Chris Rea

Chris Rea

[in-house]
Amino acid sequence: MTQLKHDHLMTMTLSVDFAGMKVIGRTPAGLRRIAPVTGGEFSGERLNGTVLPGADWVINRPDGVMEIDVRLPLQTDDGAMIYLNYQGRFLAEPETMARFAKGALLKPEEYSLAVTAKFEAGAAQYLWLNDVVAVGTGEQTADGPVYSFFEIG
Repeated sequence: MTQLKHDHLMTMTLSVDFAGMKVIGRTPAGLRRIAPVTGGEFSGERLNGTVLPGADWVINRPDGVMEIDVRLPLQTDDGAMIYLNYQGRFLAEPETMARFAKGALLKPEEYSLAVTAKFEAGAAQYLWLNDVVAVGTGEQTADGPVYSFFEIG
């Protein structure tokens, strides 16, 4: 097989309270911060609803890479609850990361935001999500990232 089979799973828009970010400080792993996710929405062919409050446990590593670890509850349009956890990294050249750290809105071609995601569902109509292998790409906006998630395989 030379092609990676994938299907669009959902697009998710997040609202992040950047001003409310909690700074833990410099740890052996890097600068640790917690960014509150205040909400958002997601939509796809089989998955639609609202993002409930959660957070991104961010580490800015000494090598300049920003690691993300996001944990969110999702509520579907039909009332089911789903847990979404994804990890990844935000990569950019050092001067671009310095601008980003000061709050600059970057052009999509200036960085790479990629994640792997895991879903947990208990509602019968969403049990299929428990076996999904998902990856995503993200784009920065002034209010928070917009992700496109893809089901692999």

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Though Chris Rea has been around for nearly 25 years now, it's good to go back to his beginnings as a songwriter and guitarist who carved out a niche for himself with a late-night brand of very British formalist rock & roll that owes as much to J.J. Cale as it does to Dire Straits. But it's the late-night sound that is his trademark and it was in evidence on this, his very first outing. He has help from drummer Dave Mattacks, keyboardist Pete Wingfield, percussionist Ray Cooper, bassist Dave Paton, and a host of other dignitaries. What separates Rea, and did from the very beginning, is his belief in having his songs finished by the time they were pressed and out the door. The production here by Rea and Jon Kelly takes nothing in the music industry into account. His romantic vision, his understated execution, and his unflinchingly honest lyrics reveal a young man who could have been a huge pop star on this side of the Atlantic if the Yanks had only gotten a hold of him before everything changed a year or two later. As it stands, he made his name in the British Isles largely from the beginning. Tracks such as "If You Choose to Go," with its lovely slide run and backing chorus humming over the heartbroken lyric -- this is what Paul Kelly always attempted but was too wimpy to pull off -- are in the pocket of laid-back tearjerkers with class and sheen. And, of course, there's "Every Beat of My Heart," covered by virtually everyone from Eric Clapton to Kelly himself, and considered once by Van Morrison. With a gorgeous string arrangement by Andrew Powell, one can picture the late Jim Reeves singing this song as easily as Jennifer Warnes and Joe Cocker. There's also the funk-lite number "Do It for Your Love" that, despite it's slim, funky riff, stands as a great pop song that Boz Scaggs would have killed to have written. There simply isn't a weak track on this slick little masterpiece that established Rea as one of our quirkiest, most commercially viable, if obscure, cult pop icons.

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